By, Kristina Todini (@fork.in.the.road)
I grew up on macaroni and cheese and hotdogs and my family has a tradition of ordering takeout for holidays. There are no beloved recipes handed down from my grandmother and I didn’t know how to bake a chicken breast until the tender age of 22. Raised in the landlocked American Midwest, I didn’t see the ocean until I was 11 and at the time the only “ethnic” foods I dared to consume were tacos, pizza, and chicken fried rice.
To say I was sheltered culturally would be a severe understatement.
It wasn’t until I began working in restaurants in my early twenties that I ventured outside of my food comfort zone. I slowly began to like seafood and realized brussel sprouts were no longer the bane of my existence. I gained a taste for good wine and cheeses beyond those melted and drizzled on top of fried foods. And at the same time I was expanding my palate, I was also stepping outside my comfort zone with a newfound love of travel and exploration.
I first stepped foot on foreign soil in Italy at the age of 24 and the trip was a pivotal moment with my outlook on food...and on life. The Italians’ commitment to fresh, seasonal, and simple ingredients shine through every dish and they do not cut corners when it comes to quality. In a twist of fate, six months after my trip to Italy I met an Italian man while I was on vacation, married him in Vegas five months later, and spent many summers in Italy with his family drinking espresso in tiny coffee shops and cooking homemade pizza in backyard ovens. It was quite a culture shock coming from my hometown in Missouri, but in the best possible way.
I have since eaten my way through twenty countries and countless cities on my treks across the world. I have barbecued kangaroo and emu in the Australian outback, munched on fried crickets in Mexico City, and hiked the jungles of Thailand for a cup of coffee. I have drank coca tea while watching the sun rise on Machu Picchu and sipped on caipirinhas while viewing the sunset over the hills of Rio de Janeiro. And in each of these places I found that no matter where you are from or what you believe, loving delicious food is what we all have in common.
If I had to choose one thing that has changed my outlook on life it would 100% be travel. Exploring new countries and immersing myself in different cultures has pushed the limits of my comfort zone, tested my biases and preconceived notions, and humbled me with a respect for not only the profound differences of the people in this world, but also for the stark similarities.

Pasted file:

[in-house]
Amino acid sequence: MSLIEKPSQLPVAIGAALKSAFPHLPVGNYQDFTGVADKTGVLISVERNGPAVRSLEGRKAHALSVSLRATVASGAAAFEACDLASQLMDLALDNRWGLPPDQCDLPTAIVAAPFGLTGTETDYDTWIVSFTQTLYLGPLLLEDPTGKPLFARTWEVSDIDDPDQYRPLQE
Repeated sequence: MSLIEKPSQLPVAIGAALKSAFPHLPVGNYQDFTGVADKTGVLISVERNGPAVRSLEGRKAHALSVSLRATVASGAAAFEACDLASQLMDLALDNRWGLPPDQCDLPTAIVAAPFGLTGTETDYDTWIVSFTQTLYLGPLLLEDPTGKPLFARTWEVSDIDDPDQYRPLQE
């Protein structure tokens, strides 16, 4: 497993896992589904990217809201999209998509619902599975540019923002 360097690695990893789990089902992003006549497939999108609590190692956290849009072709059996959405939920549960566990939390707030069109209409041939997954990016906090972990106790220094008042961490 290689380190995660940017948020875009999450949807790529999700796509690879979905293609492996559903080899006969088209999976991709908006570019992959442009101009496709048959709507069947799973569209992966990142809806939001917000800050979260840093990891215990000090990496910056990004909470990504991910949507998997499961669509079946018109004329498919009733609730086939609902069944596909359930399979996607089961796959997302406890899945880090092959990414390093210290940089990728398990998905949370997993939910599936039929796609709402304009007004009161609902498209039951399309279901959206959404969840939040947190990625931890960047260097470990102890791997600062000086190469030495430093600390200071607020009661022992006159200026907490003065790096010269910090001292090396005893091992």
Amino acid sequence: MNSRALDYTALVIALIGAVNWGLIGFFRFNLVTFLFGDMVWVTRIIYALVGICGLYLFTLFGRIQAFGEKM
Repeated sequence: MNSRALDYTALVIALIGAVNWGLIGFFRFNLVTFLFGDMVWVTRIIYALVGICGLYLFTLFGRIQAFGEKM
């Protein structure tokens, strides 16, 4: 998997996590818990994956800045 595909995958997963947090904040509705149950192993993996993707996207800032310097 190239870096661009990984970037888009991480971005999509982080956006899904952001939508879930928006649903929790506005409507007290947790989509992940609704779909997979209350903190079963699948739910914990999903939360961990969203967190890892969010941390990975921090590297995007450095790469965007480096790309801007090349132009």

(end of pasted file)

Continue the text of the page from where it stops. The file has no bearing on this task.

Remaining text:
And it was in travel that I realized something: I did not come from a “lack” of food culture. I realized that my own food upbringing was a culture in and of itself. A culture of backyard barbecues, casseroles, fast foods, and beer in red Dixie cups. A culture of baseball, swimming in rivers, catching tadpoles, and chasing lightning bugs. I had spent so many years trying to escape my Midwest upbringing and looking at other cultures as more refined, when in fact my own region is what shaped me into the adventurous eater I am today.
So instead of looking back on frozen pizzas and boxed meals with disdain, instead I now appreciate the experience of the fast food culture I came from. While I may explore new recipes and kitchen techniques acquired from my travels, I keep it simple in the kitchen due to my Midwest preference to get in and get out without all the fuss. I may drink fancy wine from carafes but that doesn’t mean I will ever have a matching set of wine glasses--and I’ve realized now that that’s okay, because in the end what my upbringing and travels have taught me is that the act of eating together and sharing experiences over food is universal, no matter what is on the table.
Kristina Todini, RDN is a registered dietitian living in San Francisco, CA. She photographs and writes about food, travel, and sustainability on the blog Fork in the Road when she isn’t tasting her way across the globe. You can connect with her on Instagram, Twitter, and Facebook.